Wednesday, November 29, 2006

All You Need is Love

As I am a longtime, big Beatles fan, I thought this was worth sharing...

Cirque du Soleil recently opened a new show to good reviews in Las Vegas that features the music of the Beatles. However, rather than simply license the Fab Four's existing catalog, the Beatles gave permission for their long-time producer, Sir George Martin (working in collaboration with his son, Giles) to "re-imagine" and remix the songs to create a special soundtrack for the production.

According to a recent story in the Los Angeles Times, the Beatles agreed to this since the project grew out of the late George Harrison's friendship with one of Cirque du Soleil's artistic directors; Harrison apparently wanted to see it happen as a last collaboration of the group, and the other members and their families wanted to honor Harrison's memory and dying wish. Though some purists were apprehensive about the Beatles' songs being adapted for a Vegas show, according to the Times, even many early critics have been pleasantly surprised and won over.

My brother recently purchased the re-mix and kindly agreed to share this review of the resulting product, the Beatles Love CD:

There are some interesting mixes here as producer (and son) Sir George Martin and Giles sample bits and pieces from the Beatles catalogue (like rap artists) and remix and amalgamate the songs with the chosen tracks for the Cirque du Soleil show.

Some of it is jarring and unexpected but one has to remember that this was background music for a visual show and just listening to it cold seems a little weird. The jarring part is the choice of songs which is interesting in itself because they don't follow the Beatles time-line or album release date periods like their other retrospect albums.

A couple of songs are left intact, some are shortened, and there are some added sound effects. However, it is real subtle to preserve the integrity of the songs. They even sample some of Beatles' conversations from the recording studio. One song is just run backwards: "Sun King" from Abbey Road's Sun King Medley (it's even listed backwards on the track listings as "Gnik Nus." On Hey Jude, during the "na na na na na na" fade-out of the song, the orchestral background part is turned off, and you just hear the naked voices of the Beatles chanting the words.

I thought the best song is the demo, acoustic version of George Harrison's "While My Guitar Gently Weeps" that was on the Beatles Anthology 3 CD. However, Martin has added and composed a string quartet score (as he did on "Yesterday" and "Eleanor Rigby") to "Weeps," making it sound like a whole new Beatles' song.

Tuesday, November 28, 2006

Shaken, Not Stirred

One of my earliest movie memories is seeing the James Bond films Thunderball and You Only Live Twice on a double feature in a theater with my parents. So I imprinted on the character at an early age.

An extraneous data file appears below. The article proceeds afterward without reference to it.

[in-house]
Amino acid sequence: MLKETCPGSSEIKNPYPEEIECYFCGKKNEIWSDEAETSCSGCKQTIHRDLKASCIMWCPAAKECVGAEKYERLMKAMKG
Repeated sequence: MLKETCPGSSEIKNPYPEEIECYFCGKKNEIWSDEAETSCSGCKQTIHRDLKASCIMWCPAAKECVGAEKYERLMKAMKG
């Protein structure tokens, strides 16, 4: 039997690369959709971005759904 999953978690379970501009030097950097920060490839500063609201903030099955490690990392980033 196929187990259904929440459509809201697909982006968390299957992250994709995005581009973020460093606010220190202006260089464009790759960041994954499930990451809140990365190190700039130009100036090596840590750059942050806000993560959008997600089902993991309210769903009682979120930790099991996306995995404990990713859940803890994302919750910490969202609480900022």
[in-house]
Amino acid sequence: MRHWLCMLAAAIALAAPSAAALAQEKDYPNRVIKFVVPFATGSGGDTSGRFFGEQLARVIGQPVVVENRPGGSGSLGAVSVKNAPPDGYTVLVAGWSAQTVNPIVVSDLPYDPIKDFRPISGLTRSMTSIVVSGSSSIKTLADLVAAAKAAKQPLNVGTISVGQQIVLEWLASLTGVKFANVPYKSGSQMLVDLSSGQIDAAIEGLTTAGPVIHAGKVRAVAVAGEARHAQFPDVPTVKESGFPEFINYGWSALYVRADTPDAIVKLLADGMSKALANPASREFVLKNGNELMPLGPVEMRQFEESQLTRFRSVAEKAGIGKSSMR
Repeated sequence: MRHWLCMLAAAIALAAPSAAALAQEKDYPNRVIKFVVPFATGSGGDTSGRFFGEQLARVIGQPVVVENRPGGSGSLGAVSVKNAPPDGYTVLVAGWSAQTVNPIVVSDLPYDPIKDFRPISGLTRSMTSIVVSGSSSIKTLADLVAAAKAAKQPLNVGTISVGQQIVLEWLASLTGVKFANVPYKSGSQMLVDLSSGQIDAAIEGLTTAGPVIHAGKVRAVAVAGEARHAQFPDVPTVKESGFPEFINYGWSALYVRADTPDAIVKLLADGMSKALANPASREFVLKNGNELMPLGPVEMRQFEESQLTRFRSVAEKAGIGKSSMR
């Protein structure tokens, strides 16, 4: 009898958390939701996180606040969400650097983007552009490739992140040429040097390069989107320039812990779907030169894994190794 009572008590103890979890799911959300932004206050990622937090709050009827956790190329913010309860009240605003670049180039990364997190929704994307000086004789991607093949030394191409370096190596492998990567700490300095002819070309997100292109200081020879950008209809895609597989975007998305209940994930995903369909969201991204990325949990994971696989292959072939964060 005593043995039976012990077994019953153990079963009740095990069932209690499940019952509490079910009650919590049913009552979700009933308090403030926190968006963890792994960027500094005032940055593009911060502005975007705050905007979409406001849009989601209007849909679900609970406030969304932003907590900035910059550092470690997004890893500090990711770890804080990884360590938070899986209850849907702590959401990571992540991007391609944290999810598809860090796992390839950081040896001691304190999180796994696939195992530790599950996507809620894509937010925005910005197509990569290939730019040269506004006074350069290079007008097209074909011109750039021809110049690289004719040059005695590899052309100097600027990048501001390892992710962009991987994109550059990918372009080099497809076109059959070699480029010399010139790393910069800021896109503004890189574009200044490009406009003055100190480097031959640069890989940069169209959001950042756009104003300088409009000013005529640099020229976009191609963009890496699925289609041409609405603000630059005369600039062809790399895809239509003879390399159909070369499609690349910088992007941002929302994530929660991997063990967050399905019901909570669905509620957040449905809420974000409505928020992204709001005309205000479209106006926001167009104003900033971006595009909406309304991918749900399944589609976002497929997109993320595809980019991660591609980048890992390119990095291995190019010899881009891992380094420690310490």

Though I'm a fan of Pierce Brosnan's Bond, I certainly understood the need to re-invigorate the franchise for a modern audience. Brosnan brought physicality and charisma back to the part (and when called for, a sense of brutality part), but the movies had gotten too bloated with special effects and big set pieces; I even thought the trademark pithy bon mots that Bond delivered after dispatching a villain were getting a bit stale and tiresome. (Mind you, I fault the filmmakers and screenwriters for this, not Brosnan--shortly before Brosnan was let go, there were reports of Brosnan meeting with Quentin Tarantino about how to spice up the next film.)

Since Casino Royale --the latest re-boot in the series--is so fresh in my mind, it may be too soon to rank it with other Bond films. But I do think overall this ranks up there among the best and most substantive in the series, certainly in recent years. And the newest Bond, Daniel Craig, is certainly the most brutal and physical of the Bonds--I don't recall seeing a Bond this sweaty or bloodied as this one. But he also gives as well as he gets, and it's probably this aspect of the new film that made the biggest impression on me. The humor is still there, but it has more to do with Bond..s bravado than the kind of winking to the audience one often got from some of the other Bonds (even Brosnan to an extent.)

The filmmakers' other main aim with Casino Royale was to give the character some emotional resonance. In this department, too, they have done a good job. The question is whether they will be able to carry this over into the next films.

Perhaps another problem with the Bond films in recent years was the need to raise the stakes so high that their plots became too unbelievable and two-dimensional. While they made for good popcorn movies, they disappeared from one..s mind quickly after leaving the theater. The Bond films that hold up the best for me are the ones that are the most grounded in reality: for these reasons, From Russia With Love and For Your Eyes Only tend to rank among my favorites (along with the early Bond films like the above mentioned Thunderball and You Only Live Twice when the series was on the cutting edge of coolness and chic). Casino Royale falls into this category as well, with Bond dealing with terrorists.

While I was fairly confident there was little doubt that Bond would continue to entertain audiences well into the 21st century, the future of the series seems to be in good hands with Craig.